Eric Bethel was about to deliver some bad news to a tough crowd — a room full of school principals.
“All right, so, team,” he began, “there are some key data points that we need to look at.”
Actually, Bethel was only practicing to give the bad news to an even tougher crowd. In a few days, he’d have to tell his teachers at Turner Elementary School in Washington, D.C., that they’ll have to take turns monitoring the lunch room this year, because of behavior problems.
Bethel is part of an executive masters degree program for principals at Georgetown University. The program, housed in Georgetown’s business school, was created by management professor Bob Bies. Twenty principals — half from traditional D.C. public schools and half from charter schools — come to campus every other weekend for a year. Most principals are trained in education programs that focus on curriculum and teaching methods, Bies said.
“But the reality is they are running organizations,” he said. “It requires staffing, it requires issues around how you manage people, it requires issues about budgets.”
Many of those skills aren’t covered in an educational program, he said.
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Thinking of principals as CEOs is part of a trend in education some teachers and public school advocates find worrying. With the rise of vouchers, and for-profit charter school management companies, there’s growing concern about the privatization of public education.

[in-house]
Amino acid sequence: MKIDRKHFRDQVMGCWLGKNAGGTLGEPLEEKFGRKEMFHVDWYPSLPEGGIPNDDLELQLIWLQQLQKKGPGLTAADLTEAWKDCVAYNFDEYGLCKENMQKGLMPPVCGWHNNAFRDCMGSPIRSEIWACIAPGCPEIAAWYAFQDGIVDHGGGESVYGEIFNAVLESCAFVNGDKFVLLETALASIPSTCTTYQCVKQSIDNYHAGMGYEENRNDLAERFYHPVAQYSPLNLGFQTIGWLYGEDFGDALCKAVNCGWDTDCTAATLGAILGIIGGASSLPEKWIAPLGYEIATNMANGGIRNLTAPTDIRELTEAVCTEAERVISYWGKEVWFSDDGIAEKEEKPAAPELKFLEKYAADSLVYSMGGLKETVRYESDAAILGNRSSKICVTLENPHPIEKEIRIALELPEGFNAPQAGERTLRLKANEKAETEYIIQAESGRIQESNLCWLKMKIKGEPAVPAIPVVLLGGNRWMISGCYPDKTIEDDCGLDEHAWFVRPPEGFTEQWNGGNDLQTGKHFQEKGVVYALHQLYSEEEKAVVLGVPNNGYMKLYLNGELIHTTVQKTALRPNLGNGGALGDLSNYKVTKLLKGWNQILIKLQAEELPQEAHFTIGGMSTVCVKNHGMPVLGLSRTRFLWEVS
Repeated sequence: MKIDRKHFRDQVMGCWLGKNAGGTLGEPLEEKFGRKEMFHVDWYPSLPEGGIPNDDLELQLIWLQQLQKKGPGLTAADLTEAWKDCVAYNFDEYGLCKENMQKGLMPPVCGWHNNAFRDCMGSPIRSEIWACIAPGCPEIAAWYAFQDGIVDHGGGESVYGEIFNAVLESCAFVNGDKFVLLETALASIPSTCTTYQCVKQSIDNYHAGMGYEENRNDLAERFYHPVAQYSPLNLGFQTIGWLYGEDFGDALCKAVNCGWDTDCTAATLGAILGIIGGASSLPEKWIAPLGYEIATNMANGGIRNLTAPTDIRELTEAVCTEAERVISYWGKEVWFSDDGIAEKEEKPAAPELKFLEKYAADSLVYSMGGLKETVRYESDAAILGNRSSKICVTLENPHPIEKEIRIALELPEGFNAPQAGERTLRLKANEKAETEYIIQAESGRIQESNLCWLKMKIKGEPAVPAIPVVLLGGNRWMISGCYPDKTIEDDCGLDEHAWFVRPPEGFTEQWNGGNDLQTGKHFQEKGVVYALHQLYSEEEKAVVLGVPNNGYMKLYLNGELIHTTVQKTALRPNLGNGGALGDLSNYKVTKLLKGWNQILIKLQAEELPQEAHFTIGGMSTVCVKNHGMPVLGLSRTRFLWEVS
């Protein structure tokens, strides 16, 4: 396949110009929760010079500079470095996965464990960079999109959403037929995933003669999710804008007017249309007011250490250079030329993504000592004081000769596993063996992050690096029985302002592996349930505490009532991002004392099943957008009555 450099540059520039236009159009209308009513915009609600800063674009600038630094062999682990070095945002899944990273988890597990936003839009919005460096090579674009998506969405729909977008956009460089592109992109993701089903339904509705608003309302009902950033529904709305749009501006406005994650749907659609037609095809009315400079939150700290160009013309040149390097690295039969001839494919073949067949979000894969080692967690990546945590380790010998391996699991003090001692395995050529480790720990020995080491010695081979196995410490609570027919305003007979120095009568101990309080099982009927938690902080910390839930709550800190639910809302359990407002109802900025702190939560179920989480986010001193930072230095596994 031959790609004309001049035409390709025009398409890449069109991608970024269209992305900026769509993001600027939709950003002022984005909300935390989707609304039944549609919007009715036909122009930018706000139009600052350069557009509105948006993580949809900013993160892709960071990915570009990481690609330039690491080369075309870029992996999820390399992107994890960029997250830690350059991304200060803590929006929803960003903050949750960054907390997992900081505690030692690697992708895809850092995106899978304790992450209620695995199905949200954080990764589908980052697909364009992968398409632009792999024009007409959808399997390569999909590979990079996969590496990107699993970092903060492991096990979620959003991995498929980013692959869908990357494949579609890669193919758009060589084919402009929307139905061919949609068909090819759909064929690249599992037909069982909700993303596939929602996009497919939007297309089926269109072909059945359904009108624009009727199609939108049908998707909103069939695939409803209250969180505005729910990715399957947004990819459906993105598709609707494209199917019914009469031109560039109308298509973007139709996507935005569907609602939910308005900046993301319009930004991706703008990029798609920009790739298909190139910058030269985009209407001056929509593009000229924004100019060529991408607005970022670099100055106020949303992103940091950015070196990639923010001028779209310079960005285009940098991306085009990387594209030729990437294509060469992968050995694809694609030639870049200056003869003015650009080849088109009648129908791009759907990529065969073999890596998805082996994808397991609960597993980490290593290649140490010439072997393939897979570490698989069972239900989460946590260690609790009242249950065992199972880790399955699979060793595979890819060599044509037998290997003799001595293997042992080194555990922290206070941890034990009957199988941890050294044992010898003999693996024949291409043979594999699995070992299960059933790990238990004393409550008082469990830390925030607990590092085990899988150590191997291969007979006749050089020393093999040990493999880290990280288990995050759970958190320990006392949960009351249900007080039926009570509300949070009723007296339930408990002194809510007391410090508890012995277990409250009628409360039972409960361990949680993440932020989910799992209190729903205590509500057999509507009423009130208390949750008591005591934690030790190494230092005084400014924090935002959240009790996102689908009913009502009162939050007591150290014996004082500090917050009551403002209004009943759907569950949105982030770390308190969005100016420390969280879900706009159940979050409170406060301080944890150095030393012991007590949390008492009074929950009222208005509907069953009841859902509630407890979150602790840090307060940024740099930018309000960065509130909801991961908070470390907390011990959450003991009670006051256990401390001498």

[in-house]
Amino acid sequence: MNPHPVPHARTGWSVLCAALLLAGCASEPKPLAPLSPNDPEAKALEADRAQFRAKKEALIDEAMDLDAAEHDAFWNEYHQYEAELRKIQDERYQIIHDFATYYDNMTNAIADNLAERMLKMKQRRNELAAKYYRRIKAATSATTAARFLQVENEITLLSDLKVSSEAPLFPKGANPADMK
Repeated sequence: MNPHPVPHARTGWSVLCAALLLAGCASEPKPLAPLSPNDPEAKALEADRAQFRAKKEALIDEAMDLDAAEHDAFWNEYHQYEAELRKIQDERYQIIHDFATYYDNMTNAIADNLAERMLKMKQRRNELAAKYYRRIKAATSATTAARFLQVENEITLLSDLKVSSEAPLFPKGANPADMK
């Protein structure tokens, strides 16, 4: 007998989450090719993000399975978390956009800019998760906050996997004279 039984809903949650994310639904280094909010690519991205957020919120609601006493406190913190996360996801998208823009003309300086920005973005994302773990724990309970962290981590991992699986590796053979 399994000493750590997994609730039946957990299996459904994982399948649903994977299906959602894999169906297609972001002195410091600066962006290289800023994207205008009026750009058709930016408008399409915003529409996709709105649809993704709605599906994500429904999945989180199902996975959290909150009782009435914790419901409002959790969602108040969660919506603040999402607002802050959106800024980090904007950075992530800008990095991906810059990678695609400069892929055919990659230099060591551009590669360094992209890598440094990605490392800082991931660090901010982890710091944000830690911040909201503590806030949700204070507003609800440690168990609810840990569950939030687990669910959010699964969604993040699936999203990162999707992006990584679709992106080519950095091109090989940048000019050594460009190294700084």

“I think that’s a very legitimate concern,” said Jake Lappi, director of academic support at Achievement Prep charter school.
“But I think that you can still glean from best practices from businesses, best practices from thinking strategically,” he said, “while still keeping our scholars and our families at the core.”
Some of those business skills include delivering bad news, communicating in a crisis and doing what’s called a “stakeholder analysis” before making a big change. Sundai Riggins, principal of Hendley Elementary in Southeast D.C., said she especially liked the course on negotiation.
“That definitely changed my perspective on being able to advocate for things that I need for my school in a respectful way, and maybe get someone to see something from my perspective,” she said.
Having a better grasp on all the different hats principals have to wear could help with high turnover, said Turner Elementary’s Eric Bethel. According to the School Leader Network, half of new school principals leave the job after just three years.
“I think principals run out of gas because there are so many things to do,” Bethel said. “Obviously, the better school leader you are and the better you can do this work, the more sustainable it is.”
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